What is Pilinszky’s “korlát”?

I have been thinking about Pilinszky’s poem “Trapéz és korlát” and how the word “korlát” should be translated. Ted Hughes and János Csokits translated the title as “Trapeze and Parallel Bars” and the word “korlátain” in the penultimate line as “parallel bars” too. I am not convinced that this is right; “korlát” can also mean “railing,” “limit,” and more. In bringing this up, I do not mean to disparage the translators, neither of whom is alive today. Inaccuracies and imprecisions are part of any translation, and this particular one has raw, vibrant beauty.

The poem describes a playful but tormented love relationship, up in the skies, that neither person can resolve or escape. There’s laughter, hitting, weaving, plunging, chasing. Flying on the trapeze, plunging. Falling into the net of stars. The “korlát” (apparently) does not come up at first. But in the second stanza, there is a ridge or ledge: the “sugárzó párkány” (“radiant ledge”) that the two run along. I associate this with the “korlát”—but more about that in a moment.

The last stanza contemplates the state of things:

Most kényszerítlek, válaszolj,
mióta tart e hajsza?
Megalvadt szememben az éj.
Ki kezdte és akarta?
Mi lesz velem, s mi lesz veled?
Vigasztalan szeretlek!
Ülünk az ég korlátain,
mint elitélt fegyencek.

Hughes and Csokits translate this as follows:

Now I force you to answer:
when did this hunt begin?
Night has clotted in my eyes.
Who started it? Who wanted it? What
will happen to me? What will happen to you?
I love you unconsoled.
We crouch on the sky’s parallel bars –
like convicts condemned.

The problem with “parallel bars” is quintuple. First, it changes the picture of the acrobatics in the poem. If there are parallel bars, then supposedly the two lovers are swinging around them at some point, in addition to running on the ridge and flying on the trapeze. But there’s no suggestion of this earlier in the poem, and it’s a bit difficult to picture.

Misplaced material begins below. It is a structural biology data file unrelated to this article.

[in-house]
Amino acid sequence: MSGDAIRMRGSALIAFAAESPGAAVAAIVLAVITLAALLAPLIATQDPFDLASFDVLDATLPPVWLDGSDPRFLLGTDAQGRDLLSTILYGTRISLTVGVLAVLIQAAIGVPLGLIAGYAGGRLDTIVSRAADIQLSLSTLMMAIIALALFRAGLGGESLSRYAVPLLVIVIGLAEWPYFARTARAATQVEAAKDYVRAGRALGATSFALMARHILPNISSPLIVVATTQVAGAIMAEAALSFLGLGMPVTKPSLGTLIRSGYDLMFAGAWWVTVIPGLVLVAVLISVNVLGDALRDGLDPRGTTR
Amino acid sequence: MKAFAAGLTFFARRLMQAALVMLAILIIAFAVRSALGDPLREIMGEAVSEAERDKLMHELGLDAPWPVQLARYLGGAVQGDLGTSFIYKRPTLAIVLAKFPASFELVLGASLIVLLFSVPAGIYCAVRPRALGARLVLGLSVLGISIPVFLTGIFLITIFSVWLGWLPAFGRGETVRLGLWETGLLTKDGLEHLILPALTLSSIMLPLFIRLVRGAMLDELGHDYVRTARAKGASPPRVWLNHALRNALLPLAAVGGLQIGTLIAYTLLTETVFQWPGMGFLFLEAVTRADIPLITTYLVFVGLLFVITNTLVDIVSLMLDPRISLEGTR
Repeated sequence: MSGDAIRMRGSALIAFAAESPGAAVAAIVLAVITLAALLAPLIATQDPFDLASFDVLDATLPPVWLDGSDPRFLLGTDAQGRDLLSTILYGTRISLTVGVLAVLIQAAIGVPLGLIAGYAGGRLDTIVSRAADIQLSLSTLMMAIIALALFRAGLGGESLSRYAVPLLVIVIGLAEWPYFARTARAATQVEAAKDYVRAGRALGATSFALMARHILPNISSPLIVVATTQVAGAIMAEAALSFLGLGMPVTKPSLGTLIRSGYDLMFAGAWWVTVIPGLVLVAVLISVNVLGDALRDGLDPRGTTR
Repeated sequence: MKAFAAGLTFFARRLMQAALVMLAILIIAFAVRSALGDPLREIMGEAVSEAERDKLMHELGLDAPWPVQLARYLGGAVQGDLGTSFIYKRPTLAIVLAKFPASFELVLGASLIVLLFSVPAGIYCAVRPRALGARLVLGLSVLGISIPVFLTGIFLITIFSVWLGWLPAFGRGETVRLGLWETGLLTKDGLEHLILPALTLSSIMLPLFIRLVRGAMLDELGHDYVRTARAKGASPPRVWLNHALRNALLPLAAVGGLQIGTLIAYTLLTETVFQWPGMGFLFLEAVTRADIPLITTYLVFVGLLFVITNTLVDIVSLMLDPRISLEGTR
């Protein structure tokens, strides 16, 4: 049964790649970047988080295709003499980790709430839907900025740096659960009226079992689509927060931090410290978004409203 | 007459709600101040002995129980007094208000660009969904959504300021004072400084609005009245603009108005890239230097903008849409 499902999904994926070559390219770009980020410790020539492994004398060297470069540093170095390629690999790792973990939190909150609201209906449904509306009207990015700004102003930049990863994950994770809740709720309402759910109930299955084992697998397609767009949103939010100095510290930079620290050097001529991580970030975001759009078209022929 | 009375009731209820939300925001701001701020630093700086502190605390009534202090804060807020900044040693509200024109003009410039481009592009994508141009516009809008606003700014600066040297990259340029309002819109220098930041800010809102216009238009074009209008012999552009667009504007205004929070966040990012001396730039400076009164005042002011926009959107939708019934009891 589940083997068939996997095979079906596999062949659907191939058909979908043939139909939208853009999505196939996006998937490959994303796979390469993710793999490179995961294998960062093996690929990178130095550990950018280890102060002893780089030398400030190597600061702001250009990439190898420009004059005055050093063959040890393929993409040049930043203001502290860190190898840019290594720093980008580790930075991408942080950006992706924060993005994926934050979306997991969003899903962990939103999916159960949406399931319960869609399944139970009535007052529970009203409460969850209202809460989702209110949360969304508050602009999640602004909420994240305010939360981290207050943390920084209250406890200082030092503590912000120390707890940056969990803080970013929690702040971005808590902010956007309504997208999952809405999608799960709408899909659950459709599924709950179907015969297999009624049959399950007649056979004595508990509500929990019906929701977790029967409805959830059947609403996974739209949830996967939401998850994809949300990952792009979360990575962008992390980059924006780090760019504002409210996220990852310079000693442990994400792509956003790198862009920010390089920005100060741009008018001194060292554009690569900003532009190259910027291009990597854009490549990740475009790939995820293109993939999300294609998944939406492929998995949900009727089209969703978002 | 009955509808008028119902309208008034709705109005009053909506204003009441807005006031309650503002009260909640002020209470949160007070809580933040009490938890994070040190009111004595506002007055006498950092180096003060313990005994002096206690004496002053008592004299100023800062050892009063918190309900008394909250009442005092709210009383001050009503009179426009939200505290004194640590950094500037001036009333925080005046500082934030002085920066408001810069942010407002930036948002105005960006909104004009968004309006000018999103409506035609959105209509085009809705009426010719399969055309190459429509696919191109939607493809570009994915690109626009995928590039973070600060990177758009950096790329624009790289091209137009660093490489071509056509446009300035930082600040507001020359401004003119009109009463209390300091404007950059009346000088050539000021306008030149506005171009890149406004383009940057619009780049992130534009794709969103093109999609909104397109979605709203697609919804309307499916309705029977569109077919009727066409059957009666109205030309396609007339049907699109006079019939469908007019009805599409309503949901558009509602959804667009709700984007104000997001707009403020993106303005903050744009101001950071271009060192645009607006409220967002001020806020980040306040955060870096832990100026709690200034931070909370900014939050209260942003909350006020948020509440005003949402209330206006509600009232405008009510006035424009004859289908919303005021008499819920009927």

Second, convicts don’t typically sit on parallel bars. The image is jarring to me. That in itself doesn’t mean it’s wrong—Pilinszky’s poems have surprising images—but I think a different translation would bring out the weight of the ending.

Third, the phrase has too many syllables. It crowds both the poem’s title and its penultimate line.

Fourth, “ridges,” “railings,” or “limits” would be much more fitting, as it would suggest that the lovers are outcasts, unable to reconcile with themselves or find a place in the world. It’s curious that “korlát” is singular in the title but plural at the end. But there are possible reasons for this too.

Fifth, “korlát” has many definitions and associations; “parallel bars” is so specific that it shuts some of the other possible meanings out. Parallel bars are associated strictly with gymnastics.

I brought this question to my students; I was curious to find out what they would think, since they are all native speakers of Hungarian. Some of them took this up eagerly. One class agreed with me that “parallel bars” was wrong. The other class more or less agreed as well, but made a few additional observations. One student said he found “parallel bars” awkward but understood why Hughes and Csokits had chosen it. Parallel bars look like prison bars, he explained, if you rotate them ninety degrees. The convicts, being condemned, would be found behind bars. All the same, he found the phrase unnecessarily cumbersome; “bars” would have been adequate.